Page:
I think I'll check the TXV position and maybe go back to the 2 LB charge since my SH seems to be low or non-existent. It does have a small receiver, but I don't want to lose another compressor due to overcharge.

  9. #9
    Join Date
    May 2007
    Location
    Upstate NY
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    The original data plate is long gone, and it's a conversion from R12 to 134. Someone in the past wrote "134a 32 oz (2 Lb) " in magic marker, which is nearly worn off as well. I weighed in the 32 oz and added another 8 oz because I had read to look for 20-22 psi suction pressure, but from checking further I think I need more like the 14-18 psi I mentioned earlier.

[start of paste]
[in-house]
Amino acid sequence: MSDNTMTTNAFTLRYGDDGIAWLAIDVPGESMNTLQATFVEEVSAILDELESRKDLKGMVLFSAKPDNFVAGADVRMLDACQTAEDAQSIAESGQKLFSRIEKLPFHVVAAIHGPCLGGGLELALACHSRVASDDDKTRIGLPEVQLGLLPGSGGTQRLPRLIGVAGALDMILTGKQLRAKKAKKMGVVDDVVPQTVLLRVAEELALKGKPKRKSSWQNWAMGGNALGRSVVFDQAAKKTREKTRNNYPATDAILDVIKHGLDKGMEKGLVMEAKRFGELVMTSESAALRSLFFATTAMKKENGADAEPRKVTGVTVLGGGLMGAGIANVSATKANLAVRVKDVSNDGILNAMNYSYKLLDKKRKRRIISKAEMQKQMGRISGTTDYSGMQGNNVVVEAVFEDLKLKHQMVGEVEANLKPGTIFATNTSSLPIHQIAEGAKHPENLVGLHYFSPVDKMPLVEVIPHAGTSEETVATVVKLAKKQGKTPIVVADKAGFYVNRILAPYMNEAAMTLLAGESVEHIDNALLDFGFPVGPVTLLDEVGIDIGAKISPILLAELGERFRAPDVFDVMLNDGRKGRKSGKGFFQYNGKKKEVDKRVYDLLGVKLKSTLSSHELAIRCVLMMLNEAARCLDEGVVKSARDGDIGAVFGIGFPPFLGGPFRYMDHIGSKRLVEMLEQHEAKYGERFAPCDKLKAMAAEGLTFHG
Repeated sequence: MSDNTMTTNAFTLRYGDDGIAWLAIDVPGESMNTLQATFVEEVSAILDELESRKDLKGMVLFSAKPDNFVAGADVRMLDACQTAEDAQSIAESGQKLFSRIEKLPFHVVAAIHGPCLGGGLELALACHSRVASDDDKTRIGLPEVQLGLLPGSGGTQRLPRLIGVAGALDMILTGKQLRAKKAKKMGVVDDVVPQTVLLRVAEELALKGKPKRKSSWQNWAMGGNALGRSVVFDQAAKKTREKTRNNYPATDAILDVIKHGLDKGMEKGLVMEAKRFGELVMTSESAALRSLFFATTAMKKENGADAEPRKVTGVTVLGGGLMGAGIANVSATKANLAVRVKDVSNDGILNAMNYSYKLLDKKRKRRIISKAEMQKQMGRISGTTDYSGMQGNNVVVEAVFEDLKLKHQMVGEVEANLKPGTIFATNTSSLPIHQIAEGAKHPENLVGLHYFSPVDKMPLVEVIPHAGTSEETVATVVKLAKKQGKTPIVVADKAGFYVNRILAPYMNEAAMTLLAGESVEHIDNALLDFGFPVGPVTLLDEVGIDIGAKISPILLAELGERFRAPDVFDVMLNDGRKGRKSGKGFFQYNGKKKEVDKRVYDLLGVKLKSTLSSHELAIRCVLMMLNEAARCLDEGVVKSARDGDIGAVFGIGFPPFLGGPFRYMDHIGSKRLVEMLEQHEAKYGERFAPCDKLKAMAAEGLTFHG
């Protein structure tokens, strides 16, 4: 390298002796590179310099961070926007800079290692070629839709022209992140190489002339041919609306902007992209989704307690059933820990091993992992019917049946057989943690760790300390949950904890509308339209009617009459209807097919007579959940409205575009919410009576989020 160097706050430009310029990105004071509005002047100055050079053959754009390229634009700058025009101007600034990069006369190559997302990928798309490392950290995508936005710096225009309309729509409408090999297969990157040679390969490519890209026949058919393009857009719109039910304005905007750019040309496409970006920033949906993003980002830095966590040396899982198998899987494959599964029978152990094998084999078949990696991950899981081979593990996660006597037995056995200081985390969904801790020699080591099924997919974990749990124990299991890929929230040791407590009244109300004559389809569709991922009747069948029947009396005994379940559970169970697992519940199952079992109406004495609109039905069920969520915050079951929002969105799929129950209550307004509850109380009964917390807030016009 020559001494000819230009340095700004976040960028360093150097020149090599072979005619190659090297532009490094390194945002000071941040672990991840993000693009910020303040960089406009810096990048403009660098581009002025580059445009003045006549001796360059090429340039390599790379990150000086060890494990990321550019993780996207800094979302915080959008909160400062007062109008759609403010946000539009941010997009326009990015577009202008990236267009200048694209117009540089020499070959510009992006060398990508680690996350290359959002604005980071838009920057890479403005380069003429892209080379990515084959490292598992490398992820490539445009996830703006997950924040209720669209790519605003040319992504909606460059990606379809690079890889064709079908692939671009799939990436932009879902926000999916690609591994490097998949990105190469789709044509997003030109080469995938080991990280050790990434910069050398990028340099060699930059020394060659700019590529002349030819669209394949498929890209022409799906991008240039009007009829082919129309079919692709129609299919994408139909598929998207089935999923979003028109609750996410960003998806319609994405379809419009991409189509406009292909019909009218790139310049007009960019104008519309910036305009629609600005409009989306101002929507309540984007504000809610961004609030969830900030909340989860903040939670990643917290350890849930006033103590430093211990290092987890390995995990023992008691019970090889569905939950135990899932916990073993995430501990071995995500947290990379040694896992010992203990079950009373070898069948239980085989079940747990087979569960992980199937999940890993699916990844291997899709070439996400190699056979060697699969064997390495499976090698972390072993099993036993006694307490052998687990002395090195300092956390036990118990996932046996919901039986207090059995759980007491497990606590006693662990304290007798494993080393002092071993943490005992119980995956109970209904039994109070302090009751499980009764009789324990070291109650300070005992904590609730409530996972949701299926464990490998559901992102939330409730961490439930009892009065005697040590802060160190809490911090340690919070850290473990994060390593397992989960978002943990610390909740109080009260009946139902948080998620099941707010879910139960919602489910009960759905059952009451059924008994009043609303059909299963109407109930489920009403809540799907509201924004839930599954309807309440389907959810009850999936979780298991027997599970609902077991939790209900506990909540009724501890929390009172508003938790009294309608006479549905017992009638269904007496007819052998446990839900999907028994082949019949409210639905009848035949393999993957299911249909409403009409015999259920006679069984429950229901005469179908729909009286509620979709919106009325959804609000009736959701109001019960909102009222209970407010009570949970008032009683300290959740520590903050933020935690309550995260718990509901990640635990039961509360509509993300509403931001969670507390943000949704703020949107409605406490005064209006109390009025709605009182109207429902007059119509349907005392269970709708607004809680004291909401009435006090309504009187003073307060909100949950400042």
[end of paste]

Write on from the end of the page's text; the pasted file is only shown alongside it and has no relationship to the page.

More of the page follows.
The unit has and evaporator in the lower cabinet that has the TXV and a second evaporator on top above the product area.
    I didnt get a chance to check it today, but will stop tomorrow to see how its doing now that it's at temp.
    Any thoughts about installing a temp control for better.....temp control, I guess?

    Thanks to everyone for the input.

  10. #10
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    Quote Originally Posted by Rusty199 View Post
    The original data plate is long gone, and it's a conversion from R12 to 134. Someone in the past wrote "134a 32 oz (2 Lb) " in magic marker, which is nearly worn off as well. I weighed in the 32 oz and added another 8 oz because I had read to look for 20-22 psi suction pressure, but from checking further I think I need more like the 14-18 psi I mentioned earlier.
    The unit has and evaporator in the lower cabinet that has the TXV and a second evaporator on top above the product area.